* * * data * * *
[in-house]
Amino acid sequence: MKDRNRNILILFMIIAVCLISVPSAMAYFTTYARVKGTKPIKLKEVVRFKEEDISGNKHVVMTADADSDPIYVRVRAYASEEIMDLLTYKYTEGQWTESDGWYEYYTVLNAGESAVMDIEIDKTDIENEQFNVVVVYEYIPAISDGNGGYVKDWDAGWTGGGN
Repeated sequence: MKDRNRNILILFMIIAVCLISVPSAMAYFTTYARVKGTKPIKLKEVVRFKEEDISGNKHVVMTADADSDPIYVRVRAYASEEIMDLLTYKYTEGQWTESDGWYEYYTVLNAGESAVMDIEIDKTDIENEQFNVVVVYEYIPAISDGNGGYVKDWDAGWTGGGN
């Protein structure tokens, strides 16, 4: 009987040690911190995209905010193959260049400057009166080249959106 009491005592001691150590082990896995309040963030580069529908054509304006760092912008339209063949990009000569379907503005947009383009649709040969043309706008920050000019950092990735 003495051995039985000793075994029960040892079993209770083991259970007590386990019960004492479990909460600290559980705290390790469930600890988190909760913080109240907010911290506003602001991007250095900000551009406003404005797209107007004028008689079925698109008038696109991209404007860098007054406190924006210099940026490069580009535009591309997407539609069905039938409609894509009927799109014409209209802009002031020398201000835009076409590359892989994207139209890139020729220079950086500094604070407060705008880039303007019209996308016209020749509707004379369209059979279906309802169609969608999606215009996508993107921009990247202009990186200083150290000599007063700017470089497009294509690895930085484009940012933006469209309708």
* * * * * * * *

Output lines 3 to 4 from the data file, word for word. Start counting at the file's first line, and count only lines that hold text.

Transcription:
Repeated sequence: MKDRNRNILILFMIIAVCLISVPSAMAYFTTYARVKGTKPIKLKEVVRFKEEDISGNKHVVMTADADSDPIYVRVRAYASEEIMDLLTYKYTEGQWTESDGWYEYYTVLNAGESAVMDIEIDKTDIENEQFNVVVVYEYIPAISDGNGGYVKDWDAGWTGGGN
């Protein structure tokens, strides 16, 4: 009987040690911190995209905010193959260049400057009166080249959106 009491005592001691150590082990896995309040963030580069529908054509304006760092912008339209063949990009000569379907503005947009383009649709040969043309706008920050000019950092990735 003495051995039985000793075994029960040892079993209770083991259970007590386990019960004492479990909460600290559980705290390790469930600890988190909760913080109240907010911290506003602001991007250095900000551009406003404005797209107007004028008689079925698109008038696109991209404007860098007054406190924006210099940026490069580009535009591309997407539609069905039938409609894509009927799109014409209209802009002031020398201000835009076409590359892989994207139209890139020729220079950086500094604070407060705008880039303007019209996308016209020749509707004379369209059979279906309802169609969608999606215009996508993107921009990247202009990186200083150290000599007063700017470089497009294509690895930085484009940012933006469209309708």